“My hats off to the European crowd,” he said. “They make a lot of noise, even in small numbers in the U.S. It takes 30,000 Americans to drown out about 2,500 Europeans.”
Thankfully, sitting apart in later interviews with the print media, both men were less inclined to rhetoric and more comfortable talking golf. As ever, better questions led to better answers, especially when it came to the subject of Ryder Cup rookies and the quality of the young Americans who shined so brightly at the recent Presidents Cup.
“What impresses me most is their lack of fear,” said Furyk, who served as an assistant captain to Steve Stricker at Liberty National. “A lot of young players on both sides of the pond have come out at an early age, jumped in the deep and won almost right away. Jordan [Spieth] did that. Justin [Thomas] did that. Brooks [Koepka] broke out this year. And, on the other side, Jon Rahm has been incredible.”
Asked if the losing European squad at Hazeltine National last year, one containing six rookies, had been fatally short of experience, Bjorn was also quick to shoot down that particular theory.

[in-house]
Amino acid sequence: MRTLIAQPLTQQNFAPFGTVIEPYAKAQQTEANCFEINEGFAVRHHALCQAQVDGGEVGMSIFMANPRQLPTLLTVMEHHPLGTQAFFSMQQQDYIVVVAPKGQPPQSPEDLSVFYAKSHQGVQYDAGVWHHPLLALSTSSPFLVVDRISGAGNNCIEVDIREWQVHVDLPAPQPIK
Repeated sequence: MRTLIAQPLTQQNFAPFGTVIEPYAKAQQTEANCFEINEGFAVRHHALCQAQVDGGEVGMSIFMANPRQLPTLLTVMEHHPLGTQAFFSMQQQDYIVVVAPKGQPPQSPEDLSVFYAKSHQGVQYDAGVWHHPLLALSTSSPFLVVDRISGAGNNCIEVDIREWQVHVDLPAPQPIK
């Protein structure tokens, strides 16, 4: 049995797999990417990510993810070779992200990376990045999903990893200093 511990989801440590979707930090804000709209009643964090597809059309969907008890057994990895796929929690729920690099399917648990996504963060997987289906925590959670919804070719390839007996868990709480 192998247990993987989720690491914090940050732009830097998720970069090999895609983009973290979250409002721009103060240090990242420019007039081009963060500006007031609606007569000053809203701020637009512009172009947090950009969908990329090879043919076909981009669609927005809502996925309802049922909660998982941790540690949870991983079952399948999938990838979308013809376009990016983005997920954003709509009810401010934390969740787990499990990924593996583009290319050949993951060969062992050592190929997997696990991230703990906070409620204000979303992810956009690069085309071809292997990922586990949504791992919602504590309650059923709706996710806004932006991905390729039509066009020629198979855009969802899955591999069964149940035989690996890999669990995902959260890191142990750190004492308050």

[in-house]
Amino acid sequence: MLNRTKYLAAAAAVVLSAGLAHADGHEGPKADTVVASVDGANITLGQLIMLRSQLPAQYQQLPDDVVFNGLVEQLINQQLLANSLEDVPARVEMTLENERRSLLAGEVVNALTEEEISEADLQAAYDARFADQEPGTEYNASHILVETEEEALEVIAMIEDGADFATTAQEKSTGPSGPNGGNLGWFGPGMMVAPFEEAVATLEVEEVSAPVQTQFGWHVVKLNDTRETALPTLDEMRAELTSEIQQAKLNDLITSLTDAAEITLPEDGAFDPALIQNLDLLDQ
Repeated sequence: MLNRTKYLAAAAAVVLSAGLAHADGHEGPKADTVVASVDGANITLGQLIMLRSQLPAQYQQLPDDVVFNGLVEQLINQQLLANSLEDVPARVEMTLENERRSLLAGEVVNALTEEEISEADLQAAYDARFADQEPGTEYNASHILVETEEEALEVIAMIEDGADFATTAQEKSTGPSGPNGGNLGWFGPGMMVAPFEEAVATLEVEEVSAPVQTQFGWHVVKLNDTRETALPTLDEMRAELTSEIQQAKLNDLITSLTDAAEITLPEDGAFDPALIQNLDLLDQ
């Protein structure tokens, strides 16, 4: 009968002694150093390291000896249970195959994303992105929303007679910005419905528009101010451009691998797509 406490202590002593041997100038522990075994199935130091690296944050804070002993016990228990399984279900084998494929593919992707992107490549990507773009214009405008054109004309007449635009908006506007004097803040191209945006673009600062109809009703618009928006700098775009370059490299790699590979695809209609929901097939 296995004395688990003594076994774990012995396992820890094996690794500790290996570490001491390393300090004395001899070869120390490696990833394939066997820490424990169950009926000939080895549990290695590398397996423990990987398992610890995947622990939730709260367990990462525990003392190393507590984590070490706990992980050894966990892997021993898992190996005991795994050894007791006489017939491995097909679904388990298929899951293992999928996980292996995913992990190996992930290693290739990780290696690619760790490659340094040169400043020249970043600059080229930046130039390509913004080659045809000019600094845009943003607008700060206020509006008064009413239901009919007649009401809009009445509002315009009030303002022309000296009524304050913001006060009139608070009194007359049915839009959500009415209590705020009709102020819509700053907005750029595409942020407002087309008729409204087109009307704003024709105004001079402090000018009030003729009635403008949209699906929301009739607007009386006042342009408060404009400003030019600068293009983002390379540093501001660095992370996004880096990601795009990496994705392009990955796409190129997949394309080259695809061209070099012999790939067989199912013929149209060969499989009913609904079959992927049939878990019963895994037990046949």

“I don't believe in the inexperience thing, I really don’t,” he said. “Some of the greatest Ryder Cup players were fantastic from the get‑go. Guys like Sergio [Garcia] and [Ian] Poulter. I remember Lee [Westwood] at Valderrama in 1997 being the same. So no, there’s never too many rookies. But rookies are different. Some people learn over time and some people go straight into it.
“Jim says some of his older players have a lot of scars. Well, rookies have no scars. Look at Patrick Reed. He wanted to get out there and win points right away. That’s a great rookie.”
A thornier subject for Furyk is the reality that no U.S. squad has won a Ryder Cup on foreign soil since 1993, “a quarter century of hurt,” as he put it. So would victory in France a year from now represent something of a “final frontier” for this much-vaunted generation of American stars?
“When we got together to discuss the future of this event, we really looked at it from a long‑term perspective,” said the nine-time Ryder Cupper who played on only two winning sides. “I know we always want to think we have to win now. Everything we do in life is for now, now, now. But if you are setting up a great business you are looking at a five‑year plan, a 10‑year plan, a 20‑year plan for your company. So what we are trying to accomplish is more of a long‑term success. How are we going to do in the next 10 Ryder Cups? In order to do that, we eventually have to win on foreign soil. So I guess you called that the new frontier. That’s something we have to accomplish to validate our team and what we are trying to do for the future.”